DMCI’s final appeal to SC: Lift TRO on Torre de Manila
TORRE de Manila developers on Thursday made the final appeal before the Supreme Court to lift the restraining order it issued against the construction of the controversial 49-story condominium.
In its 116-page memorandum, DMCI-Project Developers Inc. (PDI) urged the high court to dismiss the petition filed by Knights of Rizal (KoR),which sought the demolition of the building for marring the view of the Rizal Monument.
The property developer insisted that the restraining order amounts to unjust interference of their right to property, reiterating that they did not violate any laws and obtained the necessary permits for Torre de Manila’s construction.
They said not only DMCI but its workers, buyers are hurting from the injunction.
DMCI added that the monument and the park were surrounded by tall buildings including the former Meralco Tegen power plant and its two smoke stacks rising behind the monument.
“In the absence of any constitutional or legal provision protecting or conserving sightlines, the Torre de Manila remains to be a legitimate expression of DMCI’s right to property,” they told the high court.
“The construction of Torre de Manila did not and does not violate any laws, rules on easement or requirements of aerial navigation. The construction of Torre de Manila was in fact duly authorized by the concerned national and local government agencies. In particular, the City of Manila did not and does not object to the construction of Torre de Manila,” they added.
The company also called a “hoax” without any basis in law, fact or science the new position taken by Solicitor General Florin Hilbay of the “physics” of the Rizal Monument such that the obelisk, statue and the sky must be treated as an integrated whole.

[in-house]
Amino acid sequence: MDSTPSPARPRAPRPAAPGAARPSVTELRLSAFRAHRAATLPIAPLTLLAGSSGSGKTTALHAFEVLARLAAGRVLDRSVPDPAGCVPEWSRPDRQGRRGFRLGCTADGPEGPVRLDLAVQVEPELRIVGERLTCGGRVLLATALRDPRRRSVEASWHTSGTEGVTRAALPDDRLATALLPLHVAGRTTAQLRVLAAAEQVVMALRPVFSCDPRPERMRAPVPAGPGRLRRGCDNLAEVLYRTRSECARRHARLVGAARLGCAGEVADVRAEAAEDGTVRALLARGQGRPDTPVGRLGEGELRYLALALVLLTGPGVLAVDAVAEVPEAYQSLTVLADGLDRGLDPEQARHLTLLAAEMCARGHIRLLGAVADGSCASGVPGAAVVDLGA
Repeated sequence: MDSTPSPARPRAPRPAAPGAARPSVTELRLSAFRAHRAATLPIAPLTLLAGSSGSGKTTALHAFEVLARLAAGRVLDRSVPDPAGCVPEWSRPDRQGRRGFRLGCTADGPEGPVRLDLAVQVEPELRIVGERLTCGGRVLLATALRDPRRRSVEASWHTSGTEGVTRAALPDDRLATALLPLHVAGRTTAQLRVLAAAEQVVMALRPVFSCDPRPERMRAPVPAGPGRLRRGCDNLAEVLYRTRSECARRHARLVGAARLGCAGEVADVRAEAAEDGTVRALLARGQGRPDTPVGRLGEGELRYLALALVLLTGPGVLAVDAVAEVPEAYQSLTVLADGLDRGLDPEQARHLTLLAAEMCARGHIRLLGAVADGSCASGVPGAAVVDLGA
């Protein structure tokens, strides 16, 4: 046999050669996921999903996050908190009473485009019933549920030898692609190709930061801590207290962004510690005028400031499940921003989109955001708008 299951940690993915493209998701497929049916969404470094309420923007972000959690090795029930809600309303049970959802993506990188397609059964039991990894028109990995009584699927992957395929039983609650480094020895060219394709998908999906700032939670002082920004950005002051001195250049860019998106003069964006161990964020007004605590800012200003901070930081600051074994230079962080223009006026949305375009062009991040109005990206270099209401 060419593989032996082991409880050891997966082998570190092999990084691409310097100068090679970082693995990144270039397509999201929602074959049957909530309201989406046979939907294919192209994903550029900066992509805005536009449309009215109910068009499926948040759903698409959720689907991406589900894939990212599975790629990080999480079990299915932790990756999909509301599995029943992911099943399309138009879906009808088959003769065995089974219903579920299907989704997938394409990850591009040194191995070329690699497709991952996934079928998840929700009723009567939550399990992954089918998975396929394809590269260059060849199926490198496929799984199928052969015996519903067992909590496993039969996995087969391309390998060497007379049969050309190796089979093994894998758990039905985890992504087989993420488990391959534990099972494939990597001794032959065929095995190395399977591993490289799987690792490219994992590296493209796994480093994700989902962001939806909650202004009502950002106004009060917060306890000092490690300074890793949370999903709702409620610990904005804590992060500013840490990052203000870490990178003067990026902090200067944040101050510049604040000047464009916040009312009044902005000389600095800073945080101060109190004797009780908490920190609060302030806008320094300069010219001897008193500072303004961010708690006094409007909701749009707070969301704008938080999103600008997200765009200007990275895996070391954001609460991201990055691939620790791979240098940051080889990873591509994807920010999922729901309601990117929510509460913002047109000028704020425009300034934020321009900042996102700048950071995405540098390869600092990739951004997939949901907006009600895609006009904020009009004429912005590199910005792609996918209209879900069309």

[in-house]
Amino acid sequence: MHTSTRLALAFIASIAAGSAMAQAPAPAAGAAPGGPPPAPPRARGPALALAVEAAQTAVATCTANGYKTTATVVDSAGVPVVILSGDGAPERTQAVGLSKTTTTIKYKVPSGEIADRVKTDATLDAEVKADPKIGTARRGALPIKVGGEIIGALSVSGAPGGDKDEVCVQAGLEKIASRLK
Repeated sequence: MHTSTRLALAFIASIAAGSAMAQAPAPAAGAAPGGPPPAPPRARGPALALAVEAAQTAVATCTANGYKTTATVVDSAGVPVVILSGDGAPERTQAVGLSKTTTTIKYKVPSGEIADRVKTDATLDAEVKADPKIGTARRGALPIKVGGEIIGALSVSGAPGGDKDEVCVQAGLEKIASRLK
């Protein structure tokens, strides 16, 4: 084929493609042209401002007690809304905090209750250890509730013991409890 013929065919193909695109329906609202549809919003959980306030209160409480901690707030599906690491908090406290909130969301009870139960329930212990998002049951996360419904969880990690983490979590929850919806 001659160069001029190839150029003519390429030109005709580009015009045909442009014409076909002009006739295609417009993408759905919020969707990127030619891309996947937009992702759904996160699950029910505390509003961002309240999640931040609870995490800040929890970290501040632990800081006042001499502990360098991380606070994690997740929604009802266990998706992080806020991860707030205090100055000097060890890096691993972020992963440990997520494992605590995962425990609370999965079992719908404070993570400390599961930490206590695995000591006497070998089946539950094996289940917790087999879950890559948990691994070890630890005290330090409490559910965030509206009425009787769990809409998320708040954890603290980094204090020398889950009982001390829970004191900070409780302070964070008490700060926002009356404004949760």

The Solicitor General earlier changed its position and went against the position of his clients, the National Museum, National Historical Commission of the Philippines, and the National Commission for Culture & Arts, that DMCI did not violate any law in building the Torre de Manila.
“No existing law or ordinance mandates a sightline, which is defined as the straight line along which an observer has an unobstructed vision, or a visual corridor, which is defined as an architectural opening or transportation corridor in the cityscape that frames a natural or cultural scenic feature, or even a vista point, which is defined as a more or less distant view through or along an avenue or opening, particularly one that applies to the Rizal Monument or other monuments,” the memorandum stated.
The respondent also told the high court to uphold the “stability of laws.”
“Private enterprises have the right to rely on permits granted by government, to encourage further investments in housing and contribute to urban renewal and development,” DMCI said.
The Court is expected to rule on the merit of the case after all the parties have submitted their respective memoranda.
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